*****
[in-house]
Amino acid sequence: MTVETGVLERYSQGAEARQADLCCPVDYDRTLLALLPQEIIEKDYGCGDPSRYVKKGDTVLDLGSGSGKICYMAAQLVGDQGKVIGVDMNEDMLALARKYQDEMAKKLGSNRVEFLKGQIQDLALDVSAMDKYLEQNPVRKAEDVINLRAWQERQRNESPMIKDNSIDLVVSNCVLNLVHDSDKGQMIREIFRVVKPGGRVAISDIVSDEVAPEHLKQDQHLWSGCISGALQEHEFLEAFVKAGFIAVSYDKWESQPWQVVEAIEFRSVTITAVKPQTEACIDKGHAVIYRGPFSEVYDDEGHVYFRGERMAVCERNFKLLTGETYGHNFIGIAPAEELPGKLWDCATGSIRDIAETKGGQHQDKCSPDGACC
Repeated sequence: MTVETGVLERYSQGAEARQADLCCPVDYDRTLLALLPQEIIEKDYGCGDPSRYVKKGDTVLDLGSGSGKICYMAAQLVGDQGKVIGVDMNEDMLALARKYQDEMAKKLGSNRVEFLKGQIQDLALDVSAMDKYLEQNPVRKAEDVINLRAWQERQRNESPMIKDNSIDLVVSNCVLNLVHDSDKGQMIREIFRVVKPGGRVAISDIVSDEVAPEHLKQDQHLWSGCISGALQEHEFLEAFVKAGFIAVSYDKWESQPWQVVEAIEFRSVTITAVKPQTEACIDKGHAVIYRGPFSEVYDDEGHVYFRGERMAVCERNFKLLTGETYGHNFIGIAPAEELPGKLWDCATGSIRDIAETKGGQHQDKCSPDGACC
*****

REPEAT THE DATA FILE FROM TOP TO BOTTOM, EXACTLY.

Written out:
[in-house]
Amino acid sequence: MTVETGVLERYSQGAEARQADLCCPVDYDRTLLALLPQEIIEKDYGCGDPSRYVKKGDTVLDLGSGSGKICYMAAQLVGDQGKVIGVDMNEDMLALARKYQDEMAKKLGSNRVEFLKGQIQDLALDVSAMDKYLEQNPVRKAEDVINLRAWQERQRNESPMIKDNSIDLVVSNCVLNLVHDSDKGQMIREIFRVVKPGGRVAISDIVSDEVAPEHLKQDQHLWSGCISGALQEHEFLEAFVKAGFIAVSYDKWESQPWQVVEAIEFRSVTITAVKPQTEACIDKGHAVIYRGPFSEVYDDEGHVYFRGERMAVCERNFKLLTGETYGHNFIGIAPAEELPGKLWDCATGSIRDIAETKGGQHQDKCSPDGACC
Repeated sequence: MTVETGVLERYSQGAEARQADLCCPVDYDRTLLALLPQEIIEKDYGCGDPSRYVKKGDTVLDLGSGSGKICYMAAQLVGDQGKVIGVDMNEDMLALARKYQDEMAKKLGSNRVEFLKGQIQDLALDVSAMDKYLEQNPVRKAEDVINLRAWQERQRNESPMIKDNSIDLVVSNCVLNLVHDSDKGQMIREIFRVVKPGGRVAISDIVSDEVAPEHLKQDQHLWSGCISGALQEHEFLEAFVKAGFIAVSYDKWESQPWQVVEAIEFRSVTITAVKPQTEACIDKGHAVIYRGPFSEVYDDEGHVYFRGERMAVCERNFKLLTGETYGHNFIGIAPAEELPGKLWDCATGSIRDIAETKGGQHQDKCSPDGACC